1. A U.S. company licenses or se ls a l or a portion of its IP to a related party located in a foreign jurisdiction with a lower effective tax rate on intangible profits in a fu ly taxable transaction governed under the principles of Internal Revenue Code Section 482; or

2. A U.S. company contributes its IP as a contribution of capital to a foreign subsidiary located in a foreign jurisdiction with a low effective tax rate on intangible profits in a transaction governed under IRC Section 367(d).

While this article focuses on some of the benefits and risks for a high-tech or other startup generating significant NOLs from inception to move IP out of the U.S. under IRC Section 482, the fundamentals of IP migration under both IRC Section 482 and IRC Section 367(d) are addressed briefly below.

A.  Sale or License of IP to a Related Party

Under IRC Section 482, transactions between contro led parties (i.e., parent, subsidiary or entity owned by a common parent) must be conducted on an arm's-length basis. IRC Section 482 requires that a U.S. company charge an arm's-length price for IP that it se ls or licenses to a related party in a foreign jurisdiction. This ensures that any taxable gain inherent in the IP bears an appropriate amount of U.S. tax. It is important to notethat high-tech and other startups often incur significant net operating losses during the first several years of business. In a fu ly taxable transaction, these NOLs, to the extent not limited by the rules under IRC Section 382, may be used to offset taxable gain on a sale, or a stream of royalty payments from a license, of IP to a related party in a foreign jurisdiction.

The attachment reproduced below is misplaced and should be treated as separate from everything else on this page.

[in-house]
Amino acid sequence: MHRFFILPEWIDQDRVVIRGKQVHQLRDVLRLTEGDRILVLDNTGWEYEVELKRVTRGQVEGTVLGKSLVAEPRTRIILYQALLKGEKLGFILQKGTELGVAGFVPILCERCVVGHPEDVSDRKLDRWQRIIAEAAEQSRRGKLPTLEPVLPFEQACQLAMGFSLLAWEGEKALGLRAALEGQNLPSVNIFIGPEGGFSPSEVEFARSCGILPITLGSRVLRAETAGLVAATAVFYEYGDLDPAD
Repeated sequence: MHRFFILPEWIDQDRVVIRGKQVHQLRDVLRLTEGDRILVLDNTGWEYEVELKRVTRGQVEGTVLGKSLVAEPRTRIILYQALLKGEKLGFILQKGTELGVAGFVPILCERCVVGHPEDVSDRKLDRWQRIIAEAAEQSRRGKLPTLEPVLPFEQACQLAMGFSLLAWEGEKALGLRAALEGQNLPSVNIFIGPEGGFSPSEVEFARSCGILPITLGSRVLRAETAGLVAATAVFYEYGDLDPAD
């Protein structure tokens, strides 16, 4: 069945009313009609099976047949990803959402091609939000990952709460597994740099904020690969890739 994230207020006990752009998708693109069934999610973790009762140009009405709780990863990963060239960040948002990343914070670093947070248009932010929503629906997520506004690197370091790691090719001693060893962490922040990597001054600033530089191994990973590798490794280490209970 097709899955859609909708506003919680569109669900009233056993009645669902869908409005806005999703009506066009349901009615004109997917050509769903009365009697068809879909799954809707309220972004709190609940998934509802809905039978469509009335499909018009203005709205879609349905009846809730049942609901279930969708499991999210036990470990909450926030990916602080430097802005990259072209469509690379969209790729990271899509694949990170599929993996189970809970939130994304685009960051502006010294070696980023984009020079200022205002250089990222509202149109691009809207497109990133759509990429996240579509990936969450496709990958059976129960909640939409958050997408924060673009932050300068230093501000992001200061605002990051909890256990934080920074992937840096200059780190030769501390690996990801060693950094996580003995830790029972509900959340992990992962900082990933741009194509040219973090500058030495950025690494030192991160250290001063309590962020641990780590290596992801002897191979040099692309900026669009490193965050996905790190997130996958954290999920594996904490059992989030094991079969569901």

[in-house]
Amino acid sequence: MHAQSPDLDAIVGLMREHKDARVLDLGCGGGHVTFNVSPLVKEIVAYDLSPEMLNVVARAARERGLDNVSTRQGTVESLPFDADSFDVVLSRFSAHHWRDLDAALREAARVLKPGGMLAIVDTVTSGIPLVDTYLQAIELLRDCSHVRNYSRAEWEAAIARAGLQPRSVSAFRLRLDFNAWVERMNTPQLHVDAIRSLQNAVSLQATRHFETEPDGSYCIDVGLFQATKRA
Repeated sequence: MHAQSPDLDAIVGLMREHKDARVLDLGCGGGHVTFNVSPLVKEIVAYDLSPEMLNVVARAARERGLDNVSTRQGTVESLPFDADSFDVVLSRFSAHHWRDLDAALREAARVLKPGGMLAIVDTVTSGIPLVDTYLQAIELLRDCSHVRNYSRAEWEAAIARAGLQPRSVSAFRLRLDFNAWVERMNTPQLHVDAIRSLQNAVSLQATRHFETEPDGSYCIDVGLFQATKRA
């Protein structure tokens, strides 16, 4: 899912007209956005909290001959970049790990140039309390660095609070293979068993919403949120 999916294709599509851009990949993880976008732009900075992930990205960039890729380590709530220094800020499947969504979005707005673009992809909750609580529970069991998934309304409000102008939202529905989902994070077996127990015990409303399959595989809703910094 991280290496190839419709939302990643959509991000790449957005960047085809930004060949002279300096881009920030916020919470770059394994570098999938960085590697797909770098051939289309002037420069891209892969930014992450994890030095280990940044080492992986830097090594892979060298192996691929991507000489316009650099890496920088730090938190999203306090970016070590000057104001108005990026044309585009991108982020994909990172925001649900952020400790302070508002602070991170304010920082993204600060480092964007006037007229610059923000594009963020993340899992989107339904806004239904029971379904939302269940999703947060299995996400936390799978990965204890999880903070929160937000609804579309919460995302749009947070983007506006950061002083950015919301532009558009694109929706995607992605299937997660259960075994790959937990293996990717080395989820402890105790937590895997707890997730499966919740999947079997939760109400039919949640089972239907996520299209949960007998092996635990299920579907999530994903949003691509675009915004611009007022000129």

B.    Contribution of IP to a Related Party

Under IRC Section 367(d), if IP is transferred outside the U.S. to a foreign subsidiary as a contribution of capital, or pursuant to a plan of reorganization, the U.S. company contributing the IP wi l be treated as though it sold the IP in exchange for payments that are contingent on the productivity, use or disposition of the property. Under IRC Section 367(d), the U.S. company must recognize U.S. taxable income, annua ly, in the form of payments from the foreign company that holds the IP for the useful life of the property or upon disposition of the IP by the foreign company. This result can be costly. While an overa l reduction in the company's effective tax rate can be a significant benefit associated with the IP being moved out of the U.S. (achieved by choosing a jurisdiction with a favorable tax rate), IRC Section 367(d) results in the U.S. taxation of intangible profits associated with migrated IP and can negate some or a l of the benefit.

Accordingly, this article addresses the sale or license of IP from a U.S. company to a foreign related party.

Timing Is Everything

In the U.S., transfer pricing rules are set forth in IRC Section 482. The transfer pricing rules are intended to place related parties in tax parity with unrelated parties by determining the true taxable income of the related parties. This is achieved by comparing related-party transactions with similar transactions entered into by unrelated parties dealing at arm's length. Accordingly, under IRC Section 482, the IRS has the authority to increase